How Changing your Web Host Affects your SEO

hosting

Does changing your web hosting provider affects your SEO? The answer is absolutely. Hosting companies will most definitely have their servers located in a different location. The change of server location can easily affect your site’s search engine position.  Below is a list of how changing your host can affect your SEO.

Loading speed

Each hosting companies may market themselves as one of the fastest hosts in the market, but don’t always take their word for it. Always find your new host’s strengths and weakness. Often larger hosting companies are hosting thousands of websites in a shared server. As many people know, shared servers can affect your site’s loading speed. If you’re sharing with thousands of sites, then your loading speed may be slower than usual. In this case, you may want to invest in a higher hosting package which tends to be in a dedicated server or a low-density server. A dedicated server means your website has its private server. A low-density server means your site is shared in a small group of other websites. Overall, if you want your site to load faster, you’ll need to stay away from a shared server.

Downtime

When switching to a different hosting provider, your site may be down for a while due to DNS propagation. The DNS change may take up to 24 hours or more. During the time your site is down, this would’ve already affected your ranking. However, downtime can be prevented by creating a duplicate of your website on the new server and also leaving your site to run on the old host. You’ll need to keep your old host active until your DNS has propagated.

Server location

Google will use an IP address to determine the location of the website. In this case, you’ll need to ensure that you’re using a server located in the same country where you’re running the site. If your website is being held in a server that’s located in a different country, then this will highly affect your local and national rankings.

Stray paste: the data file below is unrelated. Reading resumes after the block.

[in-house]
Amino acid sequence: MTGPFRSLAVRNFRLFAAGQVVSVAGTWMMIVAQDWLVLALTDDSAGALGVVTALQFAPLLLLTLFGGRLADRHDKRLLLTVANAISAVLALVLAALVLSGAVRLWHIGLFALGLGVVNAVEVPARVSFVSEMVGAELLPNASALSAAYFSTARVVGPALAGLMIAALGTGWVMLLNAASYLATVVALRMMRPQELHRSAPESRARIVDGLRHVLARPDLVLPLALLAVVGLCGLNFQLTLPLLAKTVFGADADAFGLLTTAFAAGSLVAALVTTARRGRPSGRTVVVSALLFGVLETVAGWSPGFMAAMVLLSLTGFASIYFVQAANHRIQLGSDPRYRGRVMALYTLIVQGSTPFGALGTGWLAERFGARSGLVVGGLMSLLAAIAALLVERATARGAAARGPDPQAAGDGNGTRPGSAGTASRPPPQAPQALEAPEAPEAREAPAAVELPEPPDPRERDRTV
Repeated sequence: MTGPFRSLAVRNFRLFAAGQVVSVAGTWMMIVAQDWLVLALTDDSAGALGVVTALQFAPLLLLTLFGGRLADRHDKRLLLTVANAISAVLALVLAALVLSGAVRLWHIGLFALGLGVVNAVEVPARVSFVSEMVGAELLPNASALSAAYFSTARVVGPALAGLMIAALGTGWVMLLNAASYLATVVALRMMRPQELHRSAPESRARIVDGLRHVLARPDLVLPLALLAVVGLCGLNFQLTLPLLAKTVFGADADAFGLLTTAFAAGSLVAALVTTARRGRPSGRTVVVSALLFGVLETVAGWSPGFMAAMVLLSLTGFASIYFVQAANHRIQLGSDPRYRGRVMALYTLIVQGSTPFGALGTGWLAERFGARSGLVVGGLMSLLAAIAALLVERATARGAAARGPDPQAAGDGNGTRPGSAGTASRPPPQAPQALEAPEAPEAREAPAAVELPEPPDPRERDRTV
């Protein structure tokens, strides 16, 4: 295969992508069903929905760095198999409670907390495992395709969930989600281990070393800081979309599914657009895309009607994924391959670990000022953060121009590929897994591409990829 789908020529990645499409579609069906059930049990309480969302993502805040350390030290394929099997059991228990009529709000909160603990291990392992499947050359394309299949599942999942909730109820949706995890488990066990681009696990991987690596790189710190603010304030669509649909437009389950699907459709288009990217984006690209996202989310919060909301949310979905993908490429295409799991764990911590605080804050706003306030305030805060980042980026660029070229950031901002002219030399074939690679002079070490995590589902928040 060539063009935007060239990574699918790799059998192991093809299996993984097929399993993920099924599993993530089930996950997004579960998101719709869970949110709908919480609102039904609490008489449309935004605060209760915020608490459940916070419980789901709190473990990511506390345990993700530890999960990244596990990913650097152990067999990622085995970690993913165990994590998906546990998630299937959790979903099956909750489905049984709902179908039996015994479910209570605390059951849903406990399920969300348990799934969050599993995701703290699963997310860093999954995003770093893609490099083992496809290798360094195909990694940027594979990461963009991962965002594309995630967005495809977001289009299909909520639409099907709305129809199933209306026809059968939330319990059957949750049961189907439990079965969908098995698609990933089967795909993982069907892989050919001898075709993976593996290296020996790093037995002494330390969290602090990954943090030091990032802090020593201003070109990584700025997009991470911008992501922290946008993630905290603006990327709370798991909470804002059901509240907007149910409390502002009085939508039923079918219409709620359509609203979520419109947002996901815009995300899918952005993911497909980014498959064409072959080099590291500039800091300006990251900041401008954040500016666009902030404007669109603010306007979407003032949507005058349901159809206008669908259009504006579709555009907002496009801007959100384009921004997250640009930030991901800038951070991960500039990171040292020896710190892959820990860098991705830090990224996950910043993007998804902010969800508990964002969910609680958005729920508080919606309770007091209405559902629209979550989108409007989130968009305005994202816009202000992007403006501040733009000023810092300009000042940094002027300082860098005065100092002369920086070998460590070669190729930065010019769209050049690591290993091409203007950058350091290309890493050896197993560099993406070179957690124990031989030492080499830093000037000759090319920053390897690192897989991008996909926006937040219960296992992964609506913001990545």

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Steps on how to recover from a Google penalty

google

Many online companies are fighting to be on the first page of Google. However, ranking your page nowadays is a lot harder than it used to be. More businesses are aiming for the same goal and Google is consistently updating their algorithms. Many SEO companies will go above and beyond to get their customers on top of Google. However, the methods used may result in the site from being penalized.

Based on statistics, only 5% are submitting their website for reconsideration, which shows that not many people are trying to recover their website. The reason may well be that not many people know how to recover from the penalty. On this article, we’ve provided the steps on how to retrieve your website from a Google penalty.

1. Gather your recent backlinks

The first step is to gather all the most recent backlinks from your website. You can easily do this by using the Google Webmaster tool. When using the tool, simply download and export all your most recent links from your website.

2. Find the bad links

Now that you have a list of all your most recent links, the next step is to identify which links are affecting your site. You can use a trusted analytic tool to help you identify the bad links. But be aware of tools that automatically identify low-quality links as you may end up removing some of your best links by using this method.

3. Request to remove a link

When you have identified the bad link, you should request for the link to be removed. When contacting the webmaster, it’s important to use the company’s email address so the webmaster can identify you as the owner. In some cases, your email may be ignored. If this is the case, you should follow the next step.

4. Disavow links

Your last resort is to disavow the bad links that are affecting your website. You’ll need to send a disavow report to Google and if they approve the link will be removed.

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Does Page Load Time Affect Conversion Rates?

conversion and low speed websites

Firstly, think like a consumer. Think back and remember the frustration of waiting for a page to load, sitting there while nothing happened for more than 5 seconds. You ended up pressing ‘back’ and looked for a different website from the search results for a quicker response. To make a long story short, time is gold. Nobody likes to wait around and the whole point of searching or shopping online is that it’s supposed to be quick.

So how does it exactly affect conversion rates?

  • Sales – Up to 79% of dissatisfied customers stated that they are less likely to buy from a website due to poor performance. First impression is everything and a fast loading website is your first and probably most important hurdle. This will give users the indication of how the rest of your website will perform. If they’re unable to get to the first page, guaranteed they’ll be gone and less likely to come back.
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